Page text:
Nearly 90 Idaho students will spend part of their summer break studying space exploration with NASA officials and Idaho experts in science, technology, engineering and mathematics (STEM). These students are part of the second annual Idaho Science and Aerospace Scholars Program Summer Academy.
In 2009, Superintendent of Public Instruction Tom Luna worked with astronaut and Boise State Distinguished Educator-in-Residence Barbara Morgan to create this competitive program that allows Idaho high school juniors to take an engaging online course developed by NASA during the school year and then compete for the opportunity to work on developing a mission to Mars with NASA and Idaho scientists.
“The Idaho Science and Aerospace Scholars Program is an unprecedented opportunity for our high school students to work side-by-side with experts in the fields of science, technology, engineering and mathematics from across the state of Idaho and at NASA. We are grateful to partner with NASA, Boise State and other Idaho organizations this year to continue this exciting program,” Superintendent Luna said.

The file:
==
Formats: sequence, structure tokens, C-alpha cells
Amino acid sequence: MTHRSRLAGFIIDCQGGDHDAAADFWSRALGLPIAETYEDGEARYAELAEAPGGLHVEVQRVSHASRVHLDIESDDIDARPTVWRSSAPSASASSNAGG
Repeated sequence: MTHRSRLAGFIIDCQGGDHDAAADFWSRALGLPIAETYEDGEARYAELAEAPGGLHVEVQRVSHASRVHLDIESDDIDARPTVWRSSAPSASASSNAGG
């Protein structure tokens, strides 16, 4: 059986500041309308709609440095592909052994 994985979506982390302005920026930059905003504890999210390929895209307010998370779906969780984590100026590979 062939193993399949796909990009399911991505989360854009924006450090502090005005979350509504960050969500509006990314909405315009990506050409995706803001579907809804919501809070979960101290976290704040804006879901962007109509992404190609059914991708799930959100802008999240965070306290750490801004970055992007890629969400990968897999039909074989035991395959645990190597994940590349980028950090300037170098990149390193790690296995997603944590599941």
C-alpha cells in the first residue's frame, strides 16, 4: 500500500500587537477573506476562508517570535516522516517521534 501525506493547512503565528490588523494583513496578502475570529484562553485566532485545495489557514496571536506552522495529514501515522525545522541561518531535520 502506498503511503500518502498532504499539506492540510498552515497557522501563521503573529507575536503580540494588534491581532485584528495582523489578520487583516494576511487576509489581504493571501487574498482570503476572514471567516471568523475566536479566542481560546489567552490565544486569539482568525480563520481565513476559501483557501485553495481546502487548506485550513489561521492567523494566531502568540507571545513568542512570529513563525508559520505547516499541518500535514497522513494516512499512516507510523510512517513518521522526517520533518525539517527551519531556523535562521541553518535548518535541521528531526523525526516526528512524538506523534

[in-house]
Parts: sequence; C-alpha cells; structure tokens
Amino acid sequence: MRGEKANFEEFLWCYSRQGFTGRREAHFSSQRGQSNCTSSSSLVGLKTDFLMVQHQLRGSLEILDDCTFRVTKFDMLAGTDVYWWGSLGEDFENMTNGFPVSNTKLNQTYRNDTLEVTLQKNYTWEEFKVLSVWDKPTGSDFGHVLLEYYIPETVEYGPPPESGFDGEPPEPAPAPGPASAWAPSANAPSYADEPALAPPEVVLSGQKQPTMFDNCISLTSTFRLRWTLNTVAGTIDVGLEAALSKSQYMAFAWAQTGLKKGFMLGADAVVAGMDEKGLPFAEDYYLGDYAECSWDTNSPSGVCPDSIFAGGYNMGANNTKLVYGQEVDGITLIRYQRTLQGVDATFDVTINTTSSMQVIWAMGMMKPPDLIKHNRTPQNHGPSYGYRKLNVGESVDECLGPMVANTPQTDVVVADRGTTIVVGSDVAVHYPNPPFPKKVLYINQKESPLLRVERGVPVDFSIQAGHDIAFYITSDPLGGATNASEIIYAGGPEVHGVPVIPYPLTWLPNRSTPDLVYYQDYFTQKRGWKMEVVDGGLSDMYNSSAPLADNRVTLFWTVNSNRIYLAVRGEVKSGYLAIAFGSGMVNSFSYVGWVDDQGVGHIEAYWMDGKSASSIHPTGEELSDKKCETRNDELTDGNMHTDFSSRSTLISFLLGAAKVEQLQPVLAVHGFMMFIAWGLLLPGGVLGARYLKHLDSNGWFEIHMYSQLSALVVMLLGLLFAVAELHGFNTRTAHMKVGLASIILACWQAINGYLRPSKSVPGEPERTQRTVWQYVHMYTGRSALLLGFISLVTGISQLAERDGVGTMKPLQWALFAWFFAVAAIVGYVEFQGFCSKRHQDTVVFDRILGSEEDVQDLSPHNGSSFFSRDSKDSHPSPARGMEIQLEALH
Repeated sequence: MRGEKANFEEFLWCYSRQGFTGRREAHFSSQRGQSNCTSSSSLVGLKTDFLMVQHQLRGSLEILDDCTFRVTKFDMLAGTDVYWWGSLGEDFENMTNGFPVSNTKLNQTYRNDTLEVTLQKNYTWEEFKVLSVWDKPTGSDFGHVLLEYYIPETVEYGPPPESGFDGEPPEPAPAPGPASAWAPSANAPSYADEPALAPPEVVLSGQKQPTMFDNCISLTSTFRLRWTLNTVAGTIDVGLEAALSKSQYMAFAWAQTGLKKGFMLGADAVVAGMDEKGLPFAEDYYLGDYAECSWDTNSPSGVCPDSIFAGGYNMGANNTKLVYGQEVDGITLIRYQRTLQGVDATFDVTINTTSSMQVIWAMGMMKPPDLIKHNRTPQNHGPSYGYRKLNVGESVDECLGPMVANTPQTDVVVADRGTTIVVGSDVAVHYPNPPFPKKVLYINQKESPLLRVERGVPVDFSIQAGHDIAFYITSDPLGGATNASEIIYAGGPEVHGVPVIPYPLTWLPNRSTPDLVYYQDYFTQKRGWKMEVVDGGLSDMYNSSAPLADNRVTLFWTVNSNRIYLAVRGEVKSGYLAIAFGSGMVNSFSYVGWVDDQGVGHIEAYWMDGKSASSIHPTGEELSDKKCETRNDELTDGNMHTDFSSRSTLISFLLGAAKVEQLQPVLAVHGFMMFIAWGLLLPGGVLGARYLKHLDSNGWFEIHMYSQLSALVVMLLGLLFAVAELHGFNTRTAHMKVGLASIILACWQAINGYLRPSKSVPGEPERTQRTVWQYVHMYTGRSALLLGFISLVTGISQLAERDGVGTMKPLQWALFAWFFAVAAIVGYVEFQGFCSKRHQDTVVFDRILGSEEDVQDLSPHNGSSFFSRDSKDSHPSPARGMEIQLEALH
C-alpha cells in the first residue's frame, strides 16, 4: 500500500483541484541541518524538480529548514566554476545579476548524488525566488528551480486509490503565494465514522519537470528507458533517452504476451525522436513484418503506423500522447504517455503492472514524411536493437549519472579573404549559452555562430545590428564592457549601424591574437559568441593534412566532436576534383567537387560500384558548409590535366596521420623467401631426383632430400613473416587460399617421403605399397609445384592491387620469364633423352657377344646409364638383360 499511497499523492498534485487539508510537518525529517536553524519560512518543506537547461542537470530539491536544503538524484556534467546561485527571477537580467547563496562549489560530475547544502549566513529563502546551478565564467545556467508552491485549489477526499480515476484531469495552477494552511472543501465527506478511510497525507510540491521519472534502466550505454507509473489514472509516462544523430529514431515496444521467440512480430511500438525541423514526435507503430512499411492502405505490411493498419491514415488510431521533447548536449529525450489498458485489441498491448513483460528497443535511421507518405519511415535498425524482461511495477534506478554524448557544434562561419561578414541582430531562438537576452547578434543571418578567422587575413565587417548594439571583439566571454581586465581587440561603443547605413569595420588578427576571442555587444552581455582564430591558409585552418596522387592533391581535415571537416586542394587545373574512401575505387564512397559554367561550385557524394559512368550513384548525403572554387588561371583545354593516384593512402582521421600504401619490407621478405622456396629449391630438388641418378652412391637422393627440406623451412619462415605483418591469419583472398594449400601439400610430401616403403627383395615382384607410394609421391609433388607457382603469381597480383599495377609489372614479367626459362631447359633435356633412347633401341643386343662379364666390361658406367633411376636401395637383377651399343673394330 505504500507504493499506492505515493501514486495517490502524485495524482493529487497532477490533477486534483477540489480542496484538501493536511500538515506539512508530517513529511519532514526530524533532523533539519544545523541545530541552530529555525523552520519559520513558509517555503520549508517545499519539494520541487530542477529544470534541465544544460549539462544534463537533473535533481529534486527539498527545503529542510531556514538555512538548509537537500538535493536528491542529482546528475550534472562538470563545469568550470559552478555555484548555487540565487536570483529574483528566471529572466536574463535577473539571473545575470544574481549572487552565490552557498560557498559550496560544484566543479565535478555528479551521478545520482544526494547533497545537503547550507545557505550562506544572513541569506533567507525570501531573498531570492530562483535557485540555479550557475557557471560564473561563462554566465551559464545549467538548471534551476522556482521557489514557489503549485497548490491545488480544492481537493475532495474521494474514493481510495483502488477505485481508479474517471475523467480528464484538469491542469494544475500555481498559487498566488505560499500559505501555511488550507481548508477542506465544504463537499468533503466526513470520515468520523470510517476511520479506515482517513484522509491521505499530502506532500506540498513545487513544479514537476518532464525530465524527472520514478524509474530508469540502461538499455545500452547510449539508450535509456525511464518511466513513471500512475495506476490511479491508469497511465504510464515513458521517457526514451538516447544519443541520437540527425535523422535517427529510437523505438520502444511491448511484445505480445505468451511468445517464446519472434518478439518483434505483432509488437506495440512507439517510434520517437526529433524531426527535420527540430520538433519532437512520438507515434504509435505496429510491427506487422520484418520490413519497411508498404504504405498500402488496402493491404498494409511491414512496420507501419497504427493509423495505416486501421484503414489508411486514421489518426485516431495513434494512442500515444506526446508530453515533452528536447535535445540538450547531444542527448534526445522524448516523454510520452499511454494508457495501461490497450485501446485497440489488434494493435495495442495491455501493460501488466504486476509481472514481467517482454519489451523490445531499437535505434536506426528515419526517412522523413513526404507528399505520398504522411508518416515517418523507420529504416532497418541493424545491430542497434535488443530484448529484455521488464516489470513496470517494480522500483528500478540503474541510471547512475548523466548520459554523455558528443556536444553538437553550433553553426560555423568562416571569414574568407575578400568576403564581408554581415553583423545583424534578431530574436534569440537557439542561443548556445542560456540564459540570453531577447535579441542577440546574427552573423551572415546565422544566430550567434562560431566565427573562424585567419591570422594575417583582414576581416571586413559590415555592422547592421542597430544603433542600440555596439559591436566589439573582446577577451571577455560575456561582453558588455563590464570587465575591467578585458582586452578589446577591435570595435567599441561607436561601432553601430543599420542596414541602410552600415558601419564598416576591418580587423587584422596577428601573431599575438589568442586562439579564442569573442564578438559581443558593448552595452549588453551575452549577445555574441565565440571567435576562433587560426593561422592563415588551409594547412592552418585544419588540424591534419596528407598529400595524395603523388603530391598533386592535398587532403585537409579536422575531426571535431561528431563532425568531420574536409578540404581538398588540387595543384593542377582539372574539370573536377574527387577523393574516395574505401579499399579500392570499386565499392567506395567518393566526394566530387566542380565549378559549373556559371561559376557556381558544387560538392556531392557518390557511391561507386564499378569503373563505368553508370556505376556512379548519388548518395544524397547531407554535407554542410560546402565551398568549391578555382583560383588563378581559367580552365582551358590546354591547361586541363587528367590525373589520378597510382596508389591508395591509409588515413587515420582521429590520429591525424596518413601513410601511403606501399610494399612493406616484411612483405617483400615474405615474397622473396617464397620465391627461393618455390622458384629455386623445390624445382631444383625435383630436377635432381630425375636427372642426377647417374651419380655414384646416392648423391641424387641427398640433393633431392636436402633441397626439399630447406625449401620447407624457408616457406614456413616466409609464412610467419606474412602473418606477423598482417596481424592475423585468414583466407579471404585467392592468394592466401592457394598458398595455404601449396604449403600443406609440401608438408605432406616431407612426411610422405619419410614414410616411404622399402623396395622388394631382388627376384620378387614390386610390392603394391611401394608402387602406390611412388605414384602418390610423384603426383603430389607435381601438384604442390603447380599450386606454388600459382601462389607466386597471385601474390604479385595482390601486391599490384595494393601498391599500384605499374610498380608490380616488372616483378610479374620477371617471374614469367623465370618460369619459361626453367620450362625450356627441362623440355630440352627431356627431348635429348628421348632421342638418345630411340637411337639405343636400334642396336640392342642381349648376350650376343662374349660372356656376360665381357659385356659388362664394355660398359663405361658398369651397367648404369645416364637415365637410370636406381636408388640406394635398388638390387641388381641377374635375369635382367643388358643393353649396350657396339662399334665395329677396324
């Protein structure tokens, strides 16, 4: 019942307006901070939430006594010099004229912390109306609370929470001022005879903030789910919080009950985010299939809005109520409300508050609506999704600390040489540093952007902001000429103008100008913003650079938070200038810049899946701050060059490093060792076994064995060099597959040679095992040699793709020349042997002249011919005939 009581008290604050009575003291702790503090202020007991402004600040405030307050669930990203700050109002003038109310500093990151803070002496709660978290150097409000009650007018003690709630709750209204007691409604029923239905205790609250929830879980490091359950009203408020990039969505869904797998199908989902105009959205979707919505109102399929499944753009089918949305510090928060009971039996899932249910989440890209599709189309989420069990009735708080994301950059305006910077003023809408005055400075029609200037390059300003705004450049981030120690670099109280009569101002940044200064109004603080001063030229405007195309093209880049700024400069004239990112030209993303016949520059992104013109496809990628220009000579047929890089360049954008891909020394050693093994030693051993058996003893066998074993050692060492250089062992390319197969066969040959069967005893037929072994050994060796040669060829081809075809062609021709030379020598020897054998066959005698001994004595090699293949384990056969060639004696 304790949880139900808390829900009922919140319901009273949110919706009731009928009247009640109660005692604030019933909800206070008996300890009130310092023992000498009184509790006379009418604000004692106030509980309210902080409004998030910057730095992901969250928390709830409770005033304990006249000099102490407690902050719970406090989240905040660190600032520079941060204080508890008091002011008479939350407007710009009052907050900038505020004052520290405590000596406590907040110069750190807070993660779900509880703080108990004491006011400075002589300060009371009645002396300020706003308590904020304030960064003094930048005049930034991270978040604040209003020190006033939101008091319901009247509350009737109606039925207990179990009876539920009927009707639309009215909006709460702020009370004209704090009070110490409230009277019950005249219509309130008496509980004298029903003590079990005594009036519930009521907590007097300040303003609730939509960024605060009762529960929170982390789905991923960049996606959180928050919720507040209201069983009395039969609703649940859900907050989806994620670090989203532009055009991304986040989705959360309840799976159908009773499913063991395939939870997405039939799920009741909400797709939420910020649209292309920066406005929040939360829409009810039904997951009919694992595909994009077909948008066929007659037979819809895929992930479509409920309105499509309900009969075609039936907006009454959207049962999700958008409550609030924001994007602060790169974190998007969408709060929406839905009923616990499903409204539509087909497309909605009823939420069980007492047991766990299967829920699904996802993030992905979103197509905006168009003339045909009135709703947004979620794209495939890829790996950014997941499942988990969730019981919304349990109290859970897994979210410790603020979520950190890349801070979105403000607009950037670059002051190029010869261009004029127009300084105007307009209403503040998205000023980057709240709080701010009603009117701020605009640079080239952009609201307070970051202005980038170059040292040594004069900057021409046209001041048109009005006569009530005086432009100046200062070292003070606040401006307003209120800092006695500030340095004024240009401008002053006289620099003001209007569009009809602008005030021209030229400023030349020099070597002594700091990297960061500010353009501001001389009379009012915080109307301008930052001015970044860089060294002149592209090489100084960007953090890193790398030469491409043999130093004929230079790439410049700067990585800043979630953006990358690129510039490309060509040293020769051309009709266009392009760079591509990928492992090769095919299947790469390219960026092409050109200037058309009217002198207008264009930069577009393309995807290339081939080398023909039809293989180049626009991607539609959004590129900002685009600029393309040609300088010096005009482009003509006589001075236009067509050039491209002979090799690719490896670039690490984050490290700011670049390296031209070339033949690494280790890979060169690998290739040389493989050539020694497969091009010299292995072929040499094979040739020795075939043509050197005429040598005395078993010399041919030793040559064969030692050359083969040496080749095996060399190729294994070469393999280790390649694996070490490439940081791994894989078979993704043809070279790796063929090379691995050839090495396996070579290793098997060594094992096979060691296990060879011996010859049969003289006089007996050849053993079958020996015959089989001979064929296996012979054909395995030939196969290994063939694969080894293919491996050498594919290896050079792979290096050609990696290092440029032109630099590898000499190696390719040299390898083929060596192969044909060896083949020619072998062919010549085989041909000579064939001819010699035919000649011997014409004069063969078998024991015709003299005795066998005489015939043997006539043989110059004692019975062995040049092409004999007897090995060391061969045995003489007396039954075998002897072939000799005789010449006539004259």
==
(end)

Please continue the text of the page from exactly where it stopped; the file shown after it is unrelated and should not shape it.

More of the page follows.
“Engaging the next generation in research and opening their eyes to the possibilities of STEM are priorities at Boise State, and this program is an outstanding extension of our mission,” Morgan said. “We are delighted to be collaborating with all of the great organizations and dedicated people who make this wonderful program possible.”
In its first year, 73 students enrolled in the online course, and 44 students went on to the Summer Academy. The program was expanded this year, with the help of a $939,457 in grant funding from NASA. This year, 134 students enrolled in the online course, and 88 students will be participating in the Summer Academy, which will be held twice.
Forty-four students will attend the first Summer Academy July 17-23, and 44 students will attend the second Summer Academy July 31-August 6.
The weeklong summer Academy takes place partly at Boise State, Micron Technology and the Discovery Center of Idaho, and partly at the NASA Ames Research Center in California. At the Summer Academy, students are immersed in a NASA mission, a problem-based engineering design challenge. STEM experts, teachers and mentors will guide these Idaho students as they design a human mission to Mars.
The Education Idaho blog will provide live updates of the week’s events during both Summer Academies.